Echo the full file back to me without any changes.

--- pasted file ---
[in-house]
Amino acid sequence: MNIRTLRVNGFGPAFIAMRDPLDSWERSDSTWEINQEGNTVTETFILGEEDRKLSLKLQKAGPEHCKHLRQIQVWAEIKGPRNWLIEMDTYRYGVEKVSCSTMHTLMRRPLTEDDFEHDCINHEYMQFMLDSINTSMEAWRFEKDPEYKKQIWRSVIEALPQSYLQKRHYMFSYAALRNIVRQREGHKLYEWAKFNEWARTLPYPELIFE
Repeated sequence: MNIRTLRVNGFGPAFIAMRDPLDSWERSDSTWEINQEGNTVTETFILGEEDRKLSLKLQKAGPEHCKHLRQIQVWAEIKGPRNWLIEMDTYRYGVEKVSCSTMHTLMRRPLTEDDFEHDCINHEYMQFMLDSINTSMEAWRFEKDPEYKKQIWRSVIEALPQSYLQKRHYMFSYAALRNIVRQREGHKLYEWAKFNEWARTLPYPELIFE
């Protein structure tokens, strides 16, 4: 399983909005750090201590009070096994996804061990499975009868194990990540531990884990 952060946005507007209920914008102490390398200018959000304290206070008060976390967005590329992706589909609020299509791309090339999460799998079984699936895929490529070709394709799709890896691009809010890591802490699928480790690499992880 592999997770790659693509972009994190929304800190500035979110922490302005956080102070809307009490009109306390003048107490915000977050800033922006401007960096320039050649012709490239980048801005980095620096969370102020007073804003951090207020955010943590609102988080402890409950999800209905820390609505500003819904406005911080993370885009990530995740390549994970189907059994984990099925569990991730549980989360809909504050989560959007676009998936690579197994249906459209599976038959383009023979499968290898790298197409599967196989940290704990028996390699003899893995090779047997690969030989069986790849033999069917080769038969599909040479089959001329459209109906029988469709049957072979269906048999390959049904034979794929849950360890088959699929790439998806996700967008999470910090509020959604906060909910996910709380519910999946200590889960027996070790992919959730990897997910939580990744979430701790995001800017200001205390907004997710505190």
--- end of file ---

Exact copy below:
[in-house]
Amino acid sequence: MNIRTLRVNGFGPAFIAMRDPLDSWERSDSTWEINQEGNTVTETFILGEEDRKLSLKLQKAGPEHCKHLRQIQVWAEIKGPRNWLIEMDTYRYGVEKVSCSTMHTLMRRPLTEDDFEHDCINHEYMQFMLDSINTSMEAWRFEKDPEYKKQIWRSVIEALPQSYLQKRHYMFSYAALRNIVRQREGHKLYEWAKFNEWARTLPYPELIFE
Repeated sequence: MNIRTLRVNGFGPAFIAMRDPLDSWERSDSTWEINQEGNTVTETFILGEEDRKLSLKLQKAGPEHCKHLRQIQVWAEIKGPRNWLIEMDTYRYGVEKVSCSTMHTLMRRPLTEDDFEHDCINHEYMQFMLDSINTSMEAWRFEKDPEYKKQIWRSVIEALPQSYLQKRHYMFSYAALRNIVRQREGHKLYEWAKFNEWARTLPYPELIFE
């Protein structure tokens, strides 16, 4: 399983909005750090201590009070096994996804061990499975009868194990990540531990884990 952060946005507007209920914008102490390398200018959000304290206070008060976390967005590329992706589909609020299509791309090339999460799998079984699936895929490529070709394709799709890896691009809010890591802490699928480790690499992880 592999997770790659693509972009994190929304800190500035979110922490302005956080102070809307009490009109306390003048107490915000977050800033922006401007960096320039050649012709490239980048801005980095620096969370102020007073804003951090207020955010943590609102988080402890409950999800209905820390609505500003819904406005911080993370885009990530995740390549994970189907059994984990099925569990991730549980989360809909504050989560959007676009998936690579197994249906459209599976038959383009023979499968290898790298197409599967196989940290704990028996390699003899893995090779047997690969030989069986790849033999069917080769038969599909040479089959001329459209109906029988469709049957072979269906048999390959049904034979794929849950360890088959699929790439998806996700967008999470910090509020959604906060909910996910709380519910999946200590889960027996070790992919959730990897997910939580990744979430701790995001800017200001205390907004997710505190």